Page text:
Younger Women Miss Heart Attack Signs
Misunderstood Symptoms Noted by Women Aged 55 and Younger Who've Had Heart Attacks
May 2, 2008 -- Heart attack symptoms sometimes get missed or dismissed by women aged 55 and younger, a new study shows.
The study included 30 women aged 55 and younger (average age: 48) who had had heart attacks. The women were interviewed within a week of leaving the hospital after their heart attack.
In those interviews, the women talked about their initial recognition of their symptoms -- and what they did about those symptoms.
Here are the obstacles the women had in recognizing their symptoms:
- They thought they were too young to be having a heart attack.
- They had atypical symptoms that lasted for more than a day.
- They chalked up their symptoms to other conditions, not to a heart attack.
While some women sought treatment straight away, others hesitated for a broad range of reasons, including uncertainty, preference for self-medication, a perception of negative treatment from health care providers, and even being too busy to get their symptoms checked right away.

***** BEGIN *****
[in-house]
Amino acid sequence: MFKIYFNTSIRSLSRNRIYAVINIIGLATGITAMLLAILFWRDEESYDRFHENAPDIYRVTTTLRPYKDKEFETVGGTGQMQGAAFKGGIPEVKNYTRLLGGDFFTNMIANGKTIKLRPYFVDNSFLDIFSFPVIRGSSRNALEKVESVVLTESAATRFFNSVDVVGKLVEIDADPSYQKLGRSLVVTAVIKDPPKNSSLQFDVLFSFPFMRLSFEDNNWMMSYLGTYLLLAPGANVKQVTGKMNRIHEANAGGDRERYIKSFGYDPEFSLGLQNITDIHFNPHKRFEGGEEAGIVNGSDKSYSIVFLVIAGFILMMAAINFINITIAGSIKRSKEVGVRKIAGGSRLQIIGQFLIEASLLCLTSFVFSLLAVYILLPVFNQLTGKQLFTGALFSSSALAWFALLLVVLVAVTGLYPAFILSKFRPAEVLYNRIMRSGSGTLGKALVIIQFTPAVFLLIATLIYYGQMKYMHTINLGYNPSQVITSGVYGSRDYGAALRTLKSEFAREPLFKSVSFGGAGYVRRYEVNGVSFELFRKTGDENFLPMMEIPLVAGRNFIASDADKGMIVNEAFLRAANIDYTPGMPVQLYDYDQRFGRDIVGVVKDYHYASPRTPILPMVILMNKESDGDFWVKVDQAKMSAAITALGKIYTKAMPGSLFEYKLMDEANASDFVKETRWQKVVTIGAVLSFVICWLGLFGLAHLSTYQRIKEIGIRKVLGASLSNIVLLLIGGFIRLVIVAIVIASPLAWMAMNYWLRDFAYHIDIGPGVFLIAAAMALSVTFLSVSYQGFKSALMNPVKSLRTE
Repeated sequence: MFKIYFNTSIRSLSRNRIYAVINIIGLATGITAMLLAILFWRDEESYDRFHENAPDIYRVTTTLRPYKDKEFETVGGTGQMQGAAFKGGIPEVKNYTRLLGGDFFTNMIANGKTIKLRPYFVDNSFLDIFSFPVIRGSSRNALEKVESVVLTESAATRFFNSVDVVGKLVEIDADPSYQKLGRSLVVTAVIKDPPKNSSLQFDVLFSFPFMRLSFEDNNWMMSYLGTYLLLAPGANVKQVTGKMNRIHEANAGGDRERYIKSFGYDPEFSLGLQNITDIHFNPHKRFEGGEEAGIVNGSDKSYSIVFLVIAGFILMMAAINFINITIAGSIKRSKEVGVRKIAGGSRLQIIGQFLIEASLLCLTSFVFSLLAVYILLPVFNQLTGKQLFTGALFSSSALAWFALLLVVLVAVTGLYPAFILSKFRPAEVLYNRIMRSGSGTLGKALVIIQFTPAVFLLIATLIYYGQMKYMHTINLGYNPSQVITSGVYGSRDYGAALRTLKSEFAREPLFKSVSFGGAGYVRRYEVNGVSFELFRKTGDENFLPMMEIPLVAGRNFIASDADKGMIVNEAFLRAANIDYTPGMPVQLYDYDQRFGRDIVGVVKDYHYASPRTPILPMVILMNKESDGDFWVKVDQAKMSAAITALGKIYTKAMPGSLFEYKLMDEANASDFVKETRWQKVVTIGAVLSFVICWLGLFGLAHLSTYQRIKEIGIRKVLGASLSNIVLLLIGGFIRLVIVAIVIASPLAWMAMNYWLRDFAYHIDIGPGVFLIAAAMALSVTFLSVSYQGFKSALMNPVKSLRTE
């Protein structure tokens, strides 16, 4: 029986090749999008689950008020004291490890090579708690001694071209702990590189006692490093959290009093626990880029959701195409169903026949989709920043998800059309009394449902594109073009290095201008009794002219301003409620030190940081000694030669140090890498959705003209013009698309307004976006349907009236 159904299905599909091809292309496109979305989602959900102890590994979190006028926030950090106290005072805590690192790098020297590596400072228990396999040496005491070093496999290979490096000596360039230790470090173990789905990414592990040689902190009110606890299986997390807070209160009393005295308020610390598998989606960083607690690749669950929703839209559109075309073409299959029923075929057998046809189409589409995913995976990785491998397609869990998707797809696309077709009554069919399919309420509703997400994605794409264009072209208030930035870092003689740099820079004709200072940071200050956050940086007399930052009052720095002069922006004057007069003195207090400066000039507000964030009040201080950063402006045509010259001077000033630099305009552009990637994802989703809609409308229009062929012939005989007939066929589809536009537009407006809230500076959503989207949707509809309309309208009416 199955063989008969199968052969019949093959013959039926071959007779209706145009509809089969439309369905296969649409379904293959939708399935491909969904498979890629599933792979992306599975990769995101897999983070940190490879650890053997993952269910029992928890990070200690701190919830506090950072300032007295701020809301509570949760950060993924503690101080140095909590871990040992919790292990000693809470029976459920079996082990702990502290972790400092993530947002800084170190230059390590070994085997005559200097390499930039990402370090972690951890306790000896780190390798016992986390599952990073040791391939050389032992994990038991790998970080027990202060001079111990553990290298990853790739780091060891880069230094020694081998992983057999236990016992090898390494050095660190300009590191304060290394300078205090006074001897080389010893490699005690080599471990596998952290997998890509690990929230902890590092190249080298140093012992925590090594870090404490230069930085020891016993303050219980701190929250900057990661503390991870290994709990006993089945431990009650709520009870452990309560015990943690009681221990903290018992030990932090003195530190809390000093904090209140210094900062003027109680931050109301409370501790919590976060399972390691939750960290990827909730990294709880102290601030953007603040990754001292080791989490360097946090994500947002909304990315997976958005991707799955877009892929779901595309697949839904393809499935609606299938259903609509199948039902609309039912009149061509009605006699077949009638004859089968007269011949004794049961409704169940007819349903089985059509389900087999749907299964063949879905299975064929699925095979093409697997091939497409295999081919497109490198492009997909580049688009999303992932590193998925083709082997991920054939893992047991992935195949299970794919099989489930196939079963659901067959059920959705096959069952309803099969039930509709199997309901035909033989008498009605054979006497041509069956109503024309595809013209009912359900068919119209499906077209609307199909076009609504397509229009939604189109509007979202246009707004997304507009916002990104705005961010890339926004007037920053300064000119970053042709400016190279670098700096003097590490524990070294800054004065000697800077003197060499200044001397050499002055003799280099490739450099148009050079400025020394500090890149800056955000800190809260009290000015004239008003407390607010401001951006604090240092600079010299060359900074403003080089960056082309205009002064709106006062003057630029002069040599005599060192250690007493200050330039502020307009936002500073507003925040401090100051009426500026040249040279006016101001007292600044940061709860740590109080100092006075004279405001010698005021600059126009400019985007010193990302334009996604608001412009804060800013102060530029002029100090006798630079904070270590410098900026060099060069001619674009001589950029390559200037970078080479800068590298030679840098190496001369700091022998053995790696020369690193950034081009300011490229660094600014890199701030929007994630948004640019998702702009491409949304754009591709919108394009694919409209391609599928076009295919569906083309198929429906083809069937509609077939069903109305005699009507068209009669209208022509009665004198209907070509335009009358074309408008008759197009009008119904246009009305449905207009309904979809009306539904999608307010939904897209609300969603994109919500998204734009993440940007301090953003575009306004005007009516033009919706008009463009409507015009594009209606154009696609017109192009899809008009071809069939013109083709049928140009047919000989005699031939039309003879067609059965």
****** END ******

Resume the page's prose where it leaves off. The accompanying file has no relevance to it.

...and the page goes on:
"Young women described a complex internal dialogue as they decided when to engage the health care system," write the researchers, who included Judith Lichtman, PhD, MPH.
The women also noted that health care workers didn't always immediately recognize the fact that they were having a heart attack.
The findings were presented on May 1 in Baltimore at the American Heart Association's Quality of Care and Outcomes Research in Cardiovascular Disease and Stroke Conference 2008.
Heart Attacks in Women
Heart disease is the No. 1 killer of U.S. women. And while heart disease among women becomes more common after menopause, it can -- and does -- affect younger women.
Every year in the U.S., heart disease kills about 16,000 young women and accounts for 40,000 hospitalizations in young women, according to the American Heart Association.
For both women and men, heart attack symptoms can include:
Heart attack symptoms that are more likely to occur in women include:
Those symptoms don't always indicate a heart attack, but the stakes are too high to take chances. Call 911 at the first sign of a possible heart attack.